Who watches the watchers? You do, that's who.

By Peter Janowski

This week saw Glenlake Paralegal in the courtroom acting as an agent for a young man who was charged with careless driving while operating a mountain bike. As it was told to me, the cyclist was in the bike lane and hit a stopped car in the rear end.

The case never made it to a judge when, after the prosecutor looked over the evidence, the charge was dropped.

It’s another story of a lack of appropriate investigation and lack of appropriate note taking by a police officer during a collision investigation where charges were eventually laid. The details would be laughable in a sit-com but our client was in jeopardy of real fines and demerit points.

On the street there are no accidents, there are only “collisions”. Police come upon the scene of a collision and make judgements. They talk to involved parties and witnesses and they take notes. Then they lay charges.

Police are, like you and me, hard wired to reach conclusions about a given situation. “Over the past two decades of neurological research, it has become increasingly clear that the way we experience the world--our perception, behaviour, memory, and social judgment--is largely driven by the mind's subliminal processes and not by the conscious ones, as we have long believed”.*

Do not expect the police to find the right answer.

Recognize that anything you say can be wholly or selectively used against you. Your convincing and heartfelt assertions of innocence at the scene may not be heard in court. Always consider that there will be charges laid and that you may not be able to tell when you have gone from “Driver A” to “Suspect”.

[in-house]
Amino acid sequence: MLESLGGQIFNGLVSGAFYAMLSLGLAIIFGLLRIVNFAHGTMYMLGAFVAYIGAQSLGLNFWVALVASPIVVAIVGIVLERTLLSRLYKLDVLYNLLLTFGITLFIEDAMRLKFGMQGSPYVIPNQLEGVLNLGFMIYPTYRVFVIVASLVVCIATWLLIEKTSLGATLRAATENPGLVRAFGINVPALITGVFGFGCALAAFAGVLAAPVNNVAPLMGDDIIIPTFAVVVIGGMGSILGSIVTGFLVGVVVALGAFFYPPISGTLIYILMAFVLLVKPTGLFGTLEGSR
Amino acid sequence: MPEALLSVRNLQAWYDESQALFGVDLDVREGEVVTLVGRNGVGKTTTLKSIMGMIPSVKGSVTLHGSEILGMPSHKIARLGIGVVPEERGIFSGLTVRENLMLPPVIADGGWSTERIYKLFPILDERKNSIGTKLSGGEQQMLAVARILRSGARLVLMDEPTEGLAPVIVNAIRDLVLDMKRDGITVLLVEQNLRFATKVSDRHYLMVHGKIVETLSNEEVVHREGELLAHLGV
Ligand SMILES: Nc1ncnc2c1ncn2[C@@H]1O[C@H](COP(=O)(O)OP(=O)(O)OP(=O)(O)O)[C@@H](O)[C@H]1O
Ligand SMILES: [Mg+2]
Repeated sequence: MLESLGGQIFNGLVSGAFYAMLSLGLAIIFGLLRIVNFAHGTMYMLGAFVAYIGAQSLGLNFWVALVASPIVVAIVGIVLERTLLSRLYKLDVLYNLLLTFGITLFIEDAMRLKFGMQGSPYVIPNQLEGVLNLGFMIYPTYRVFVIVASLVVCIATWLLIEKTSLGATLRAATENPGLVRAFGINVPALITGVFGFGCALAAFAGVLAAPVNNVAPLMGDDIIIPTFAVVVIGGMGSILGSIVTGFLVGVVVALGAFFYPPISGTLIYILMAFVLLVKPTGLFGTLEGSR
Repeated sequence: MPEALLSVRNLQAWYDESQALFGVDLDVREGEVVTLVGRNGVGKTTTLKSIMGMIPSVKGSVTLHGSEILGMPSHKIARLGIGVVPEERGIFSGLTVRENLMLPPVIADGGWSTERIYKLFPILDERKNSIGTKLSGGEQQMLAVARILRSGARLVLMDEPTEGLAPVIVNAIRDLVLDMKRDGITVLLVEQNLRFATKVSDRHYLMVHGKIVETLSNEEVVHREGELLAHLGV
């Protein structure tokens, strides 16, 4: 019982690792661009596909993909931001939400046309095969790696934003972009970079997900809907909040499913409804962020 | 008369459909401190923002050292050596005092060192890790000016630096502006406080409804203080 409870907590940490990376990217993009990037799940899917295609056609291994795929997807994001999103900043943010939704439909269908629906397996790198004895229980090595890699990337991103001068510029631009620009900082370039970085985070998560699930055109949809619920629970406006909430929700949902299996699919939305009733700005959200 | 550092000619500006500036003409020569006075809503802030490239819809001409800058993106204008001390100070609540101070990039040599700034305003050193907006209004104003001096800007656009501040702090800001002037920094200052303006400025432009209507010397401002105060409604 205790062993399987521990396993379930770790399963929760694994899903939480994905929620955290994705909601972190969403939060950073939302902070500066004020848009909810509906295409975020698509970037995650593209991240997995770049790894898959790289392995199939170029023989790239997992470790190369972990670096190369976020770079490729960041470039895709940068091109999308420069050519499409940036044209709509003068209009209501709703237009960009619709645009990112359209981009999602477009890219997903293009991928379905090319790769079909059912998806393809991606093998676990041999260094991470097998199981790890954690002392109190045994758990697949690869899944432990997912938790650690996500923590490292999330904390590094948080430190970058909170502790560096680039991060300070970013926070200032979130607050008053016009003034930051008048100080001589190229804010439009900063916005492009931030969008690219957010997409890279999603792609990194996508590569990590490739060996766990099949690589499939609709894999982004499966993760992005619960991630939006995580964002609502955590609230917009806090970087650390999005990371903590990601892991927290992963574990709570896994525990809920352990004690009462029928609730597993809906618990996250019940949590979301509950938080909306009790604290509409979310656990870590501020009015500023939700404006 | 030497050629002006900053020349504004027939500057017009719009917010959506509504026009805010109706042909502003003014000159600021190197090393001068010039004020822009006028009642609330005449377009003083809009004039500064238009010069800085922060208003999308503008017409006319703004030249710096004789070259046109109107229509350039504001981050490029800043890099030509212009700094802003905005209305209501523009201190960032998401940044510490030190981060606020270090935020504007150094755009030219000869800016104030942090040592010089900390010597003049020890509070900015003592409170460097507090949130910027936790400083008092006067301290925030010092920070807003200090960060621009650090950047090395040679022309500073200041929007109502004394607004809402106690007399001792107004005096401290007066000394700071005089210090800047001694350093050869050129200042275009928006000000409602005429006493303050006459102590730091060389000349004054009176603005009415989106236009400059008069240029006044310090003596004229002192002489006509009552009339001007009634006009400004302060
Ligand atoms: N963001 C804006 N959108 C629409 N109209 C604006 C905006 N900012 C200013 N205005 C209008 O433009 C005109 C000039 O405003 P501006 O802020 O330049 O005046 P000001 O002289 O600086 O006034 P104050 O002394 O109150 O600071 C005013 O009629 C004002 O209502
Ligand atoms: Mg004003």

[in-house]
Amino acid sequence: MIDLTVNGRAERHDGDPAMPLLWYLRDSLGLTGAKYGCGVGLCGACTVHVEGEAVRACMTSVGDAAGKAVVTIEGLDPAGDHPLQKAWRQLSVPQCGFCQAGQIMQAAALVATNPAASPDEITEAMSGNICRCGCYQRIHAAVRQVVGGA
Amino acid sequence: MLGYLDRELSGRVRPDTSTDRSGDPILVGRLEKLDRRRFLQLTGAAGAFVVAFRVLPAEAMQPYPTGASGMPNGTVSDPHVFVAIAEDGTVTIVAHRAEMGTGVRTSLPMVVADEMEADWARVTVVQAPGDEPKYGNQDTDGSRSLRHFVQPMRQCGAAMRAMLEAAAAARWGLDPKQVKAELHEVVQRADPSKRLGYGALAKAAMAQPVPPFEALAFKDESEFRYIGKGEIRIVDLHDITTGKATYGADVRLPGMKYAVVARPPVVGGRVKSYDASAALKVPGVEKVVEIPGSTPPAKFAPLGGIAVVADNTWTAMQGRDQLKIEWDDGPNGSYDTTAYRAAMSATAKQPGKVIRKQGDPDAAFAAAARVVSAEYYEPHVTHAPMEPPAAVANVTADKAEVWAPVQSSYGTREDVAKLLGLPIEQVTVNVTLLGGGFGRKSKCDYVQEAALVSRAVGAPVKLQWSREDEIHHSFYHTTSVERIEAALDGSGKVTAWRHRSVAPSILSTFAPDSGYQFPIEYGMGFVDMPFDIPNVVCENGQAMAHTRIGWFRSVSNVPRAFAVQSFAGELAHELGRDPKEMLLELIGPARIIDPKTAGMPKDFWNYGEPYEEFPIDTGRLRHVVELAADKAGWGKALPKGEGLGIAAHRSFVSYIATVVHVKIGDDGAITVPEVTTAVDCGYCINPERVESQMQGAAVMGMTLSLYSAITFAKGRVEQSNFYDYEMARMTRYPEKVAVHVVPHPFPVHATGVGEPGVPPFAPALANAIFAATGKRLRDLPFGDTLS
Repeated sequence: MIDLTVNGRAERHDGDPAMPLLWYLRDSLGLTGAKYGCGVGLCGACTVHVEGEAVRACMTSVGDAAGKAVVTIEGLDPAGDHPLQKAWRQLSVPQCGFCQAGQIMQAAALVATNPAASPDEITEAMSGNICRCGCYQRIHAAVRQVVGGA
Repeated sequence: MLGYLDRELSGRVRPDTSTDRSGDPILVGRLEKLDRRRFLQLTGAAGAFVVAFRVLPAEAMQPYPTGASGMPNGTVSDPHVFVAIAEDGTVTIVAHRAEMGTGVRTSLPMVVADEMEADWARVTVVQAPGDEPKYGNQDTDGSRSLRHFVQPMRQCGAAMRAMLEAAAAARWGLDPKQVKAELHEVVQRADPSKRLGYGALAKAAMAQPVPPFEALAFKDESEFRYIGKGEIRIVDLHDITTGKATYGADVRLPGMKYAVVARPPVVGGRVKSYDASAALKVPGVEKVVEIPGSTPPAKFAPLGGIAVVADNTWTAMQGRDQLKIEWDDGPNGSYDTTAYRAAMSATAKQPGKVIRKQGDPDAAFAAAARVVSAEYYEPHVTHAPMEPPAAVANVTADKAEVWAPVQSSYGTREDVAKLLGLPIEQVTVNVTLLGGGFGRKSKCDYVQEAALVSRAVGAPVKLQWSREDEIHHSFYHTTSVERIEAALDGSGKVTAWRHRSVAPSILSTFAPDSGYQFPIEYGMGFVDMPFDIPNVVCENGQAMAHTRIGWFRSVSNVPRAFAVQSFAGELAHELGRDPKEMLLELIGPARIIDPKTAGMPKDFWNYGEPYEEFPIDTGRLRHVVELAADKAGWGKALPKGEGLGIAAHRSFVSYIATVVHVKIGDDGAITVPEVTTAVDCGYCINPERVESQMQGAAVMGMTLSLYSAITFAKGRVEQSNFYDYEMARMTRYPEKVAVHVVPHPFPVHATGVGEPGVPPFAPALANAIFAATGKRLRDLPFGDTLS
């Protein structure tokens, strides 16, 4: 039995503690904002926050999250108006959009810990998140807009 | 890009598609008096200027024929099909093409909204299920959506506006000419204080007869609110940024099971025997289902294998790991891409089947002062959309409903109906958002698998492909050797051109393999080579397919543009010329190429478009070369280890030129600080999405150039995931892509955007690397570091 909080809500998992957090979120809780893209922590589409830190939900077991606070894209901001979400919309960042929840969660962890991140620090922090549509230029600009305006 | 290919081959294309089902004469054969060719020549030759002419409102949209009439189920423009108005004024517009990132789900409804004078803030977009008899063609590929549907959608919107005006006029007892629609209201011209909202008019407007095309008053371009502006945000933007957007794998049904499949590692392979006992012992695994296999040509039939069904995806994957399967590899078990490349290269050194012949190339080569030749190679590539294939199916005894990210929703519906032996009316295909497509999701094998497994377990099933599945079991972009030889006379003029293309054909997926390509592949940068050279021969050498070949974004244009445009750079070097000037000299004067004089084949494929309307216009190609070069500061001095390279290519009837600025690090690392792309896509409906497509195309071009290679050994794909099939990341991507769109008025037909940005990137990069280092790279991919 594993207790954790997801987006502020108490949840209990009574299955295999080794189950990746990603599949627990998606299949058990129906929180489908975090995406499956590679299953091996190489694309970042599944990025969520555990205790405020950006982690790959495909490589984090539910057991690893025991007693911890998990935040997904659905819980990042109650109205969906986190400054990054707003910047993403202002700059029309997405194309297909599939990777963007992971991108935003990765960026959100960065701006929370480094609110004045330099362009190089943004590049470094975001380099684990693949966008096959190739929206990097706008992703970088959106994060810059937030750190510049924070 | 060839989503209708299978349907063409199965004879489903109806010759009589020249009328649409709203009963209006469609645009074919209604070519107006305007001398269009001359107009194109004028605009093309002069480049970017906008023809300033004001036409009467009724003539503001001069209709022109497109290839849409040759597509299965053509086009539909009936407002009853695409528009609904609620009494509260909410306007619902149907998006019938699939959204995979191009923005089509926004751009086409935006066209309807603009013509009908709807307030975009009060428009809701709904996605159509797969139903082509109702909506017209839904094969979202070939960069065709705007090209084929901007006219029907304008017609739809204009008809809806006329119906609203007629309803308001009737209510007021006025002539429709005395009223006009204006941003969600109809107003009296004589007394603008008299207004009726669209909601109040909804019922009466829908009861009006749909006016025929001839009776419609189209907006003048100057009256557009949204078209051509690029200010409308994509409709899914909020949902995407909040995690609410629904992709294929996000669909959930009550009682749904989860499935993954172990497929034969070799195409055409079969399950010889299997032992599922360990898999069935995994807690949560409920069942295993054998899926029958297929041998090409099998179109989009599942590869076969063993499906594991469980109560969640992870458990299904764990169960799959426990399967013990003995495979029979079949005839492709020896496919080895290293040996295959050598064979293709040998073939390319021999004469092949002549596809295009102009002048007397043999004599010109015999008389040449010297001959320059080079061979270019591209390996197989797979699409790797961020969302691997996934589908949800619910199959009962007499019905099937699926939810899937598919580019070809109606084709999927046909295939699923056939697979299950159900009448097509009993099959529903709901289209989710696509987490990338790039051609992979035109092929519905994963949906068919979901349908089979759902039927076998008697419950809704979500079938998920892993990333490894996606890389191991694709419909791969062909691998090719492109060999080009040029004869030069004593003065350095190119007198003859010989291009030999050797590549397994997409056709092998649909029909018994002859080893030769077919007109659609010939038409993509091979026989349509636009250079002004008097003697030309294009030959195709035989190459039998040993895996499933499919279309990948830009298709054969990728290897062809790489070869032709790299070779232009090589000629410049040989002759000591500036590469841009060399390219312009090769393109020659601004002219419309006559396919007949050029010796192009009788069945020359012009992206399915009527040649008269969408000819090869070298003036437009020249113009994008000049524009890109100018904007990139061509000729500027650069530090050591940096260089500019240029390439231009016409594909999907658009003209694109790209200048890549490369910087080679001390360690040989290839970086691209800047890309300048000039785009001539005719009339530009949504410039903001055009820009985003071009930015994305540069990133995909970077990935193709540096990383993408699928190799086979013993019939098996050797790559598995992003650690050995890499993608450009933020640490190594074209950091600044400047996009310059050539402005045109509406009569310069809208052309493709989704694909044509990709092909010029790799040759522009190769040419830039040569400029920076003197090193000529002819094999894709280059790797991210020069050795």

It is the prosecution, not the defense who will decide what things you have said during questioning by police will be introduced into evidence.

Anything said can go on a permanent record and be difficult to retract. More so, a retraction can damage your credibility.

Take a moment to gather your thoughts. “I don’t know what happened”, may be a better initial statement.

It may force the police into looking more closely at the evidence. You are not admitting guilt, because you are not saying anything.

Think of the statement, “I hit that car because I didn’t see it.”

Sounds pretty damning. The police may write that down in their notes, and not write down, “I didn’t see that car because I was focused on another car that swerved into my lane and was on a collision course with me.”

“I didn’t see that car because of a sudden and unexpected blinding glare.”

“I didn’t see that car when it pulled over for a fire truck siren that was almost a kilometre away.”

Those are all very different assertions than “I didn’t see it”.

Police can take poor notes and annotate after the fact.

Don’t impede an investigation, but take a breath and say, “I don’t know, let me think.”

One side’s story can be taken as fact, without corroboration.

Police can be wrong.

We have a tendency to say, “sorry”, it’s a natural part of language. It doesn’t constitute an admission of guilt, but be on guard against your natural tendency to be a polite Canadian and gush at an investigating officer.

NEXT WEEK: Teaching your teenager to repeatedly and politely say, “Am I under arrest? Can I go now?”

See: Subliminal: How Your Unconscious Mind Rules Your Behaviour, Leonard Mlodinow

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